The English equivalent "theology" had evolved by 1362. The sense the word has in English depends in large part on the sense the Latin and Greek equivalents had acquired in patristic and medieval Christian usage, although the English term has now spread beyond Christian contexts. Augustine of Hippo defined the Latin equivalent, theologia, as "reasoning or discussion concerning the Deity"; the term can, however, be used for a variety of fields of study. Theology begins with the assumption that the divine exists in some form, such as in physical, mental, or social realities, that evidence for and about it may be found via personal spiritual experiences or historical records of such experiences as documented by others; the study of these assumptions is not part of theology proper but is found in the philosophy of religion, through the psychology of religion and neurotheology. Theology aims to structure and understand these experiences and concepts, to use them to derive normative prescriptions for how to live our lives.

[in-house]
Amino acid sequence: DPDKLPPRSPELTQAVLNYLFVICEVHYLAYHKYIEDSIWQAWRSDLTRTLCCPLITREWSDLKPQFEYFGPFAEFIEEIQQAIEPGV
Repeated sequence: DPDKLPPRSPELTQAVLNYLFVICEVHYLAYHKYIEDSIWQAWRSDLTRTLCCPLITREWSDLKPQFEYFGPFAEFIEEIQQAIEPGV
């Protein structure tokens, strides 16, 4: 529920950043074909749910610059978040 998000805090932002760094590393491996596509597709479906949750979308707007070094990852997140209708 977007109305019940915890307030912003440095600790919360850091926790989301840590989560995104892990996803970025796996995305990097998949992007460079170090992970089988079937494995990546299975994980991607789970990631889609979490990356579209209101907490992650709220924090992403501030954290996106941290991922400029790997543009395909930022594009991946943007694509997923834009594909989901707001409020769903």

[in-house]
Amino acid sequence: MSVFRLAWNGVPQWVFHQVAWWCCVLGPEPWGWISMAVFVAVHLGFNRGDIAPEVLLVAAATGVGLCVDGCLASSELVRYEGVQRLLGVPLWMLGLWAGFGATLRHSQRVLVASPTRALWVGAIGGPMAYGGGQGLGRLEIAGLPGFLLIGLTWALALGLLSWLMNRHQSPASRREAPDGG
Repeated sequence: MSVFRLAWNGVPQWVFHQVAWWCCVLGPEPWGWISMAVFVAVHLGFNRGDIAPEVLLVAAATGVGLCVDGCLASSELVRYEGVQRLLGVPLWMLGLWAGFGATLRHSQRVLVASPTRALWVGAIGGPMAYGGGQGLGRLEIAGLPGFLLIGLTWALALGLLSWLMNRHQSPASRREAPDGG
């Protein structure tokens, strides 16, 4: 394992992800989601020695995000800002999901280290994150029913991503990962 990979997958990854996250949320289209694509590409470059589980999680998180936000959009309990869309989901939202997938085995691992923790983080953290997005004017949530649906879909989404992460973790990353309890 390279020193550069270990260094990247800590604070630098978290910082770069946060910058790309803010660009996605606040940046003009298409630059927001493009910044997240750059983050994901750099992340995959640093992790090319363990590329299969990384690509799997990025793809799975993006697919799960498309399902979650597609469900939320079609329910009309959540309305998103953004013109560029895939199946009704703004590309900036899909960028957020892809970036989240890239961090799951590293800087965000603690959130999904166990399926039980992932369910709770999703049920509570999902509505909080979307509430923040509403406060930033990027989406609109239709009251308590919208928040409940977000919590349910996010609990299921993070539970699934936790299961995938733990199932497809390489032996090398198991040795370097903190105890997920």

Theologians use various forms of analysis and argument to help understand, test, defend or promote any myriad of religious topics. As in philosophy of ethics and case law, arguments assume the existence of resolved questions, develop by making analogies from them to draw new inferences in new situations; the study of theology may help a theologian more understand their own religious tradition, another religious tradition, or it may enable them to explore the nature of divinity without reference to any specific tradition. Theology may be used to propagate, reform, or justify a religious tradition or it may be used to compare, challenge, or oppose a religious tradition or world-view. Theology might help a theologian address some present situation or need through a religious tradition, or to explore possible ways of interpreting the world. Greek theologia was used with the meaning "discourse on god" in the fourth century BC by Plato in The Republic, Book ii, Ch. 18. Aristotle divided theoretical philosophy into mathematike and theologike, with the last corresponding to metaphysics, for Aristotle, included discourse on the nature of the divine.